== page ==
A science presenter, writer, speaker & former TV host; author of The Skeptic's Handbook (over 200,000 copies distributed & available in 15 languages).


The Skeptics Handbook

Think it has been debunked? See here.

The Skeptics Handbook II

Climate Money Paper




The nerds have the numbers on precious metals investments on the ASX



Shaking the foundation of medical research: Half of failed peer reviewed papers “spun” as success

Was that a half-truth or a lie by omission? Trick question…

Malcolm Kendrick reports on a new study that he says should “shake the foundations of medical research” but laments that it almost certainly won’t.

In the year 2000, the US National Heart Lung, and Blood Institute (NHLBI) insisted that all researchers register their “primary aim” and then later their “primary outcome” with This one small change in the way medical studies were reported transformed the “success” rates in peer reviewed papers. Before 2000, fully 57% of studies found the success they said they were testing for, but after that, their success rate fell to to a dismal 8%.  When people didn’t have to declare what their aim was, they could fish through their results to find some positive, perhaps tangential association, and report that as if they had been investigating that effect all along. The negative results became invisible. If a diet, drug or treatment showed no benefit at all, or turned up bad results, nobody had to know.

The world of peer reviewed climate research: like a universe of dark matter

It’s not like climate science suffers from unpublished “negative results” — no, it’s more [...]

High risk for a heart attack? Might be better if your cardiologist is away at a conference

Researchers at Harvard wondered if high risk heart patients were more likely to die if they turned up at the hospital during national cardiology meetings when most of the experts are not around. Instead, it turns out that mortality rates during the conferences fell from 70% to 60%. Oops.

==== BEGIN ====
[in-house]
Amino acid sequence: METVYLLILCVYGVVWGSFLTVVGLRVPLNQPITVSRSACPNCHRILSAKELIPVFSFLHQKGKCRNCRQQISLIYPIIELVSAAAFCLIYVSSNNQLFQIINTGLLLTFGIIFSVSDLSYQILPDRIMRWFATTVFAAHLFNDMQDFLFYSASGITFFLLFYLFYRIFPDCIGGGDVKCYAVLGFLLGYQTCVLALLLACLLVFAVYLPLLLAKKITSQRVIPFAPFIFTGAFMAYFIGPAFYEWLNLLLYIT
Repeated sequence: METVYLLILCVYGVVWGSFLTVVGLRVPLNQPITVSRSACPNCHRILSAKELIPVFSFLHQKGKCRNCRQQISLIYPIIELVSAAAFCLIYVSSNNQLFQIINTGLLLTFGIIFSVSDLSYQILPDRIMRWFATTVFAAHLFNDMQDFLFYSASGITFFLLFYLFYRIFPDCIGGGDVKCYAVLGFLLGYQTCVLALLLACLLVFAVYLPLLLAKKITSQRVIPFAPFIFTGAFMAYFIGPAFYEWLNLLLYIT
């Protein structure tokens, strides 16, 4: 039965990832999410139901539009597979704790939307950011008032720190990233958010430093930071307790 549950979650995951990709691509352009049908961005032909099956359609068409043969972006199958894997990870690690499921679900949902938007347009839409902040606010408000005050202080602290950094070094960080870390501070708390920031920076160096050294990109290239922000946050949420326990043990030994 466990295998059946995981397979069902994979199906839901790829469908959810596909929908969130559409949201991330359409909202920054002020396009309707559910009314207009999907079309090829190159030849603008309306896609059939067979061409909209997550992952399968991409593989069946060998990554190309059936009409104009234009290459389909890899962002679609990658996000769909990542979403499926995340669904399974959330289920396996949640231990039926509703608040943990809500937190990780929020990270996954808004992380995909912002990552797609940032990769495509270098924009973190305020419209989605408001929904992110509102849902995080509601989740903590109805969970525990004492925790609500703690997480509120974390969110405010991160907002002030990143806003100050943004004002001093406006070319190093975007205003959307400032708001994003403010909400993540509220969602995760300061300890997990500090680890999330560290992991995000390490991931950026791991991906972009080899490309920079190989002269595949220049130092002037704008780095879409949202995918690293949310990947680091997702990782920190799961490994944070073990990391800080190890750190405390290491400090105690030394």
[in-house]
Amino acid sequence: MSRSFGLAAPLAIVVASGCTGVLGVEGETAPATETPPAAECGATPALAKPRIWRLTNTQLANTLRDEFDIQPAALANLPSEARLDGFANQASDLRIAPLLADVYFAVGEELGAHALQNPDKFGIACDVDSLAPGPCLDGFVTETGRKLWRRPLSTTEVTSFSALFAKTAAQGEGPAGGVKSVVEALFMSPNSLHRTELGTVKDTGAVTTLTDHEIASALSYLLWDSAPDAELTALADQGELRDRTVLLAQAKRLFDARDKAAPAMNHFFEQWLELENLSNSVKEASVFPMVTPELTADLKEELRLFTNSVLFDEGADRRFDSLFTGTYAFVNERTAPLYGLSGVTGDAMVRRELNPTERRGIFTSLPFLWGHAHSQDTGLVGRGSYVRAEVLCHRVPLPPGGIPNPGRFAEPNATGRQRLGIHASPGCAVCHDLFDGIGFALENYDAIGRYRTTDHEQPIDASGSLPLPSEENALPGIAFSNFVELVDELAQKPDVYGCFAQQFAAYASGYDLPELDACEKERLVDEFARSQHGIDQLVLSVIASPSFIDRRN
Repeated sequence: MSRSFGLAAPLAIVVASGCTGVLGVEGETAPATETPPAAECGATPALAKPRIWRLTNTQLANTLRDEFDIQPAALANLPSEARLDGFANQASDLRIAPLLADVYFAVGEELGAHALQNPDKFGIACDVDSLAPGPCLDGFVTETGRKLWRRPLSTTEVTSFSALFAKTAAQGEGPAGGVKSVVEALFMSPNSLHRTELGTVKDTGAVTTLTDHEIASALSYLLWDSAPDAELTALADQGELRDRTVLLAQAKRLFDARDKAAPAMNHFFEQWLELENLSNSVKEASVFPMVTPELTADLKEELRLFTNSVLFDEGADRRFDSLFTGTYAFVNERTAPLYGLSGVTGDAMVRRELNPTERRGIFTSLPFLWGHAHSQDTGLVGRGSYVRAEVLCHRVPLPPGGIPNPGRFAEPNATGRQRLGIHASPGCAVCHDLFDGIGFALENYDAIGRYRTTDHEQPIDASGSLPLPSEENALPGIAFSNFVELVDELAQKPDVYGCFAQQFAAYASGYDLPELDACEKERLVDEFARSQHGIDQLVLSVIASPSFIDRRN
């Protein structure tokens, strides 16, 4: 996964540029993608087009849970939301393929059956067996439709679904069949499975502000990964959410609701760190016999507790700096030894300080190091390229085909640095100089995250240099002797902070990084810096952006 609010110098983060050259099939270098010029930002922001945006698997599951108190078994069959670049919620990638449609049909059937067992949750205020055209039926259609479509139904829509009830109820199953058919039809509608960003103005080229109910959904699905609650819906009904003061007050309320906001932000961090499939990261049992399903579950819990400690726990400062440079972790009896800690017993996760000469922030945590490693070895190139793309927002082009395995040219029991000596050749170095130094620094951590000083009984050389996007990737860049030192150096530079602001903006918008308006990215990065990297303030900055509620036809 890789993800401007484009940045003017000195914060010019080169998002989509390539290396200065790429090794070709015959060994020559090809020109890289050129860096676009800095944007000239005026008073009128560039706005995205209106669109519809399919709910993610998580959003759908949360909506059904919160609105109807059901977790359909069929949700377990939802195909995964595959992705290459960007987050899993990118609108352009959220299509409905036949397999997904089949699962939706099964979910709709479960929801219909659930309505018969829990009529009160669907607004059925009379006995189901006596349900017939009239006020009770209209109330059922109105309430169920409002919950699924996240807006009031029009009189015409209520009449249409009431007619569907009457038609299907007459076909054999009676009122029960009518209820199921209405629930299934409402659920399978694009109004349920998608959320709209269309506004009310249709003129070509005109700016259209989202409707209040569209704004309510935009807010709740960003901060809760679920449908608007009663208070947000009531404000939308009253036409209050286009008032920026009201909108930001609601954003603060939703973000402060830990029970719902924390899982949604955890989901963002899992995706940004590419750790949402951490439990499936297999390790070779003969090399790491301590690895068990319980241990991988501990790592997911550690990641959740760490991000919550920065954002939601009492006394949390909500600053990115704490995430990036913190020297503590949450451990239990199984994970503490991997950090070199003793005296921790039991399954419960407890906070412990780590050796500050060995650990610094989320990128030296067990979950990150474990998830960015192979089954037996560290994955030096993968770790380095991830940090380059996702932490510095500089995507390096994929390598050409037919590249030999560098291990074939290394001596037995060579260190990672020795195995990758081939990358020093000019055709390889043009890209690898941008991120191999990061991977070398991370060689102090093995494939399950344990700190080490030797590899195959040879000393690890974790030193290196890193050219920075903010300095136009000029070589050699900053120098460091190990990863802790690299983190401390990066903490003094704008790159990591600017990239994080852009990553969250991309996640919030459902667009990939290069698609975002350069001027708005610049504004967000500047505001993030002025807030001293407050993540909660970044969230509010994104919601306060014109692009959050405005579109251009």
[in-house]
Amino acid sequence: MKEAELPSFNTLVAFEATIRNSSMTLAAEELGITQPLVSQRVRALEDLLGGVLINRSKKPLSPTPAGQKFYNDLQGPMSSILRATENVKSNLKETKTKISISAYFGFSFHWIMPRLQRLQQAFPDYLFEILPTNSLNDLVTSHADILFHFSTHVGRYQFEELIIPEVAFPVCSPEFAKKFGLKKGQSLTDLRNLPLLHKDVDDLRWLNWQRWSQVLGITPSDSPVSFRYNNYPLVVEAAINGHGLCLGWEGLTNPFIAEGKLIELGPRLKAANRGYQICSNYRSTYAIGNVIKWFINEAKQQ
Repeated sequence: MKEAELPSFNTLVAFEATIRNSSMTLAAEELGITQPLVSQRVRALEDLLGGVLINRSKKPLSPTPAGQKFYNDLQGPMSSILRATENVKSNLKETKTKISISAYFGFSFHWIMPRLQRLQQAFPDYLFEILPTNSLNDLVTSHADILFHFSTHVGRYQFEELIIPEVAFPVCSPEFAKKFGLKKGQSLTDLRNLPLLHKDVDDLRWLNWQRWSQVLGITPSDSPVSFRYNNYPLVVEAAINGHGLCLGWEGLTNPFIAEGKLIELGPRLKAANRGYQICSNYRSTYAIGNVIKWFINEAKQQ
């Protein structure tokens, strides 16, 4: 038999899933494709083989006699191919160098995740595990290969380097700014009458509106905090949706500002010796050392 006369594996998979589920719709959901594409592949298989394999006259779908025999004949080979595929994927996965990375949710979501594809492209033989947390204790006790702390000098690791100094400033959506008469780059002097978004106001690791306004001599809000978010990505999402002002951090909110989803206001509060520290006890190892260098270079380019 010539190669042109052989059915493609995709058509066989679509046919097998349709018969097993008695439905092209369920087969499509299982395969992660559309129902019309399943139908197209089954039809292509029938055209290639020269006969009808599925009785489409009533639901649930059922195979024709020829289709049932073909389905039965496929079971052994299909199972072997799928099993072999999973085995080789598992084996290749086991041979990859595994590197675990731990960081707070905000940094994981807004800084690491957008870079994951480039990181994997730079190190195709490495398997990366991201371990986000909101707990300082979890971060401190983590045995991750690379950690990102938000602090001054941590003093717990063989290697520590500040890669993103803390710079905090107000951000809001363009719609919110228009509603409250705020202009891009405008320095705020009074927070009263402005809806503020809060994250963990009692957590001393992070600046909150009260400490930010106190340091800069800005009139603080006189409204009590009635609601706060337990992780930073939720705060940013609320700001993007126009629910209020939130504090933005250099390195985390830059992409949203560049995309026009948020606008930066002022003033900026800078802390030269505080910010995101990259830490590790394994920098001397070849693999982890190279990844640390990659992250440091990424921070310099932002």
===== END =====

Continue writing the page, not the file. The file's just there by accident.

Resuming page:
Who do you want to see if you’re sick? In this situation, possibly not your specialist.

High-risk patients with certain acute heart conditions are more likely to survive than other similar patients if they are admitted to the hospital during national cardiology meetings, when many cardiologists are away from their regular practices.

Sixty percent of patients with cardiac arrest who were admitted to a teaching hospital during the days when cardiologists were at scientific meetings died within 30 days, compared to 70 percent of patients who were admitted on non-meeting days.

“That’s a tremendous reduction in mortality, better than most of the medical interventions that exist to treat these conditions,” said study senior author Anupam Jena, assistant professor of health care policy at HMS, internist at Massachusetts General Hospital and faculty research fellow at the National Bureau of Economic Research. There is substantial ambiguity in how medical care [...]

The good news medical revolution — this week’s cancer breakthroughs

The word revolution is overused and done to death. But in the case of medicine, we are in the midst of one. Here are three stories just out this week. It’s possibly none of these will end up being useful clinically, but the sheer volume of results like these mean that sooner or later getting a diagnoses of cancer will mean something very different. It’s time for good news stories. Let’s redirect the gravy train of pointless climate and renewables research. (Sell the ABC and use the money to double our medical research budget. How many lives might we change?*)